Walking along seemingly endlessly, you eventually happen upon a giant wall. Though it is overgrown with all sorts of organic flowery, it is still a site to behold: barbed wire fuses into the roses which line its wall while at the bottom is a series of defensive spikes and shell-blasted crevices which speak of a fierce contest here.
Sections of the wall have fallen into disrepair, large chunks missing from its unity. Among the pile of rubble, you sometimes glean pieces of armor, seemingly antiquated, which line the shattered masonry. They sleep alongside more modern pieces of equipment such as radios and the ashes of men.
Though the ground is soaked with water and this forms puddles of mud swirling with culled flowers which threaten to swallow you whole, you are careful in navigating this swamp. Walking by, you see the remnants of conflict– uniforms, destroyed husks of tanks, and shells. All blare with the call of language.
“Mine of whom washt from spot of child-bed taint, / Purification of the old Law did save, / And such, as yet once more I trust to have”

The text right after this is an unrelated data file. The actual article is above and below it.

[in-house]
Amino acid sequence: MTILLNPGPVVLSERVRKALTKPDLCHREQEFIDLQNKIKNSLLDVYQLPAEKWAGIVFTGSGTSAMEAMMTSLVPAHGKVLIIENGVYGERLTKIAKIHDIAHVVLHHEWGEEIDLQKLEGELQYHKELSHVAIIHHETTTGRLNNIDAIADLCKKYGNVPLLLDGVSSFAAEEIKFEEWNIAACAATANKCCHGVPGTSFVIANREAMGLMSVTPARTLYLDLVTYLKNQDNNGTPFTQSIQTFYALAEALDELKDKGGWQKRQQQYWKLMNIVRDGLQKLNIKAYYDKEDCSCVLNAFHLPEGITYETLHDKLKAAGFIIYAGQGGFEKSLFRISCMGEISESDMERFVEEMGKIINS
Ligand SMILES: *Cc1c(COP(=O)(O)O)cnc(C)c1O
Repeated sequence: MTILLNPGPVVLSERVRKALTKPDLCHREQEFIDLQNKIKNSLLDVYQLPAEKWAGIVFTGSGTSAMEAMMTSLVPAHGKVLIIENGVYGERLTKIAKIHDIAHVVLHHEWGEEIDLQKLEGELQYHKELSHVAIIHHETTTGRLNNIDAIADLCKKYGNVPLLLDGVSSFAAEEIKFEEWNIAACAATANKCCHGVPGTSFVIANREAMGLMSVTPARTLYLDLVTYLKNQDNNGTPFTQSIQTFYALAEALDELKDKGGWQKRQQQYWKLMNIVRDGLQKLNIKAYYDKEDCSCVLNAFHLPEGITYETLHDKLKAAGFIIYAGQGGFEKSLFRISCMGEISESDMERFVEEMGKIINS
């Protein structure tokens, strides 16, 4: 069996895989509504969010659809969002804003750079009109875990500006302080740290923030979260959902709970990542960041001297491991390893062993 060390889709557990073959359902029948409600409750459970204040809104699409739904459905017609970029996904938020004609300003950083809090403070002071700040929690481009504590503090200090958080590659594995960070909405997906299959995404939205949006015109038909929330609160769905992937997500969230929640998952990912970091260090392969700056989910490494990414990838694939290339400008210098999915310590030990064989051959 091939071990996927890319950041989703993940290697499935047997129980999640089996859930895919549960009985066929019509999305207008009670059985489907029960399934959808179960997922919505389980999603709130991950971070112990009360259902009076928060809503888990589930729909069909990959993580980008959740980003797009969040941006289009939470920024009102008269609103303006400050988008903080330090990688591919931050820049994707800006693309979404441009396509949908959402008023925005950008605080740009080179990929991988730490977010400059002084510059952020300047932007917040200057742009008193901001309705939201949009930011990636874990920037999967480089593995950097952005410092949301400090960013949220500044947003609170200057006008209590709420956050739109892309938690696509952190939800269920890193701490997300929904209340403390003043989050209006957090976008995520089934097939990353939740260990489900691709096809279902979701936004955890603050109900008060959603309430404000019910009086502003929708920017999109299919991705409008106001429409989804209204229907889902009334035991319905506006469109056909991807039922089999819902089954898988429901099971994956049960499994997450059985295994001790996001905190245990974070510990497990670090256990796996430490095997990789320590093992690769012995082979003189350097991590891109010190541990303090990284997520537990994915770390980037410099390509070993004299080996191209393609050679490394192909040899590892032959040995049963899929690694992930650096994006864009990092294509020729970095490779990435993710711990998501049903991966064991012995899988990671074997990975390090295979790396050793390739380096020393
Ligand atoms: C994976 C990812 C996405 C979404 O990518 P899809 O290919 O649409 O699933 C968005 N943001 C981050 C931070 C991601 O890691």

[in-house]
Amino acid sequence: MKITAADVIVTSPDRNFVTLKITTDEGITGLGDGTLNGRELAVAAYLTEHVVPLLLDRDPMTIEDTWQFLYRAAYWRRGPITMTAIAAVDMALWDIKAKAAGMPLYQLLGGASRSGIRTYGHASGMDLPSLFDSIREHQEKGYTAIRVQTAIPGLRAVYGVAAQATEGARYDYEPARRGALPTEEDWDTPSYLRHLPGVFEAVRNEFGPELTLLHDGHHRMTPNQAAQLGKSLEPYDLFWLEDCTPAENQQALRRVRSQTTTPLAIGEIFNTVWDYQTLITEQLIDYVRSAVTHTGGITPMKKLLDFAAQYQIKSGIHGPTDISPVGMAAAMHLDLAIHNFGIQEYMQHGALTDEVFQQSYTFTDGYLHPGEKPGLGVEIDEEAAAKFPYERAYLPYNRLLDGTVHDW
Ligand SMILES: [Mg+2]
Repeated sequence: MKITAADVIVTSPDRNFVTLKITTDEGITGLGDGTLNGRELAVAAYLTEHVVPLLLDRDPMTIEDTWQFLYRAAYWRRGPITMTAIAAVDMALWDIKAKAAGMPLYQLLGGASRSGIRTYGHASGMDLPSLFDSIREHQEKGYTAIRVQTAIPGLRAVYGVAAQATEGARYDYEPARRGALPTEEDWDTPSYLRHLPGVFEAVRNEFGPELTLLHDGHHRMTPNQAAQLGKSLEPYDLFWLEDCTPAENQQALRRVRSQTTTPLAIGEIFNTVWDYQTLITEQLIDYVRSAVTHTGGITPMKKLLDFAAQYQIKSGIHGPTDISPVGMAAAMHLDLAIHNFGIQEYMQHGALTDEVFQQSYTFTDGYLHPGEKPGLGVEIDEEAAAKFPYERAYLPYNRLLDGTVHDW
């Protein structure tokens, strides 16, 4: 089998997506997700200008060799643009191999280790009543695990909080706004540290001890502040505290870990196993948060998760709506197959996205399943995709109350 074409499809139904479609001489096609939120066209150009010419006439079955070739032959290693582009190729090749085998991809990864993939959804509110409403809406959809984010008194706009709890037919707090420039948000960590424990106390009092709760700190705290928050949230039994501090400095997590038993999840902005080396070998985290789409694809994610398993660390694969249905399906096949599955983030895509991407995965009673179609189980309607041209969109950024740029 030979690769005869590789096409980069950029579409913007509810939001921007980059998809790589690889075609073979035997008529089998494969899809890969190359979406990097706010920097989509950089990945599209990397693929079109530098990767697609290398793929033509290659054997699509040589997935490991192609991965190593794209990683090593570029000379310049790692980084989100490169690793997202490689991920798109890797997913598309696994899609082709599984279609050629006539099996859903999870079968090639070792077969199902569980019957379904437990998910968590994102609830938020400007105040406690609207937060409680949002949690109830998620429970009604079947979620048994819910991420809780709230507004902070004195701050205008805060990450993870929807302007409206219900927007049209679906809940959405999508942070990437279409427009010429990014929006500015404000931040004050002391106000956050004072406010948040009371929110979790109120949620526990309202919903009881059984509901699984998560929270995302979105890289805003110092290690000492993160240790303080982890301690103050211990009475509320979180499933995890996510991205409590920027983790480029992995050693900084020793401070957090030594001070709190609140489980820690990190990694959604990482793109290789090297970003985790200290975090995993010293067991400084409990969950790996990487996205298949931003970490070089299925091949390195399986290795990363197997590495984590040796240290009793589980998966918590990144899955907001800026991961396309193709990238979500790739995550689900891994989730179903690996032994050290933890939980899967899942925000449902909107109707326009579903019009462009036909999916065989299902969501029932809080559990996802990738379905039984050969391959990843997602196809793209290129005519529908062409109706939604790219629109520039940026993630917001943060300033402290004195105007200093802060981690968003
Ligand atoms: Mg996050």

[“Mine of whom washt from spot of child-bed taint” appears spread out over the marshes in-front of the defensive wall; each word in this line appears enmeshed within either a puddle, grave, or pile of rubble, their disunity suggesting, perhaps, the death of the romantic arts. “Purification of the old” engraves itself in bold lettering on the brow of the wall, calling out to all who see it that this wall gave its masters all that it had. “law did save”, meanwhile, melts, emblazoned at the foot of the wall among the discarded war material, sunken low and accepting of its defeat. “And such,” can just be seen through the breach largest in stature, and just beyond the wall, a transcript seemingly inviting people to trample upon it. “as yet once more I trust to have”, then, bellows out in a half-circle further out into the camp beyond the wall.]
What do you do?
Have you resolved matters, here?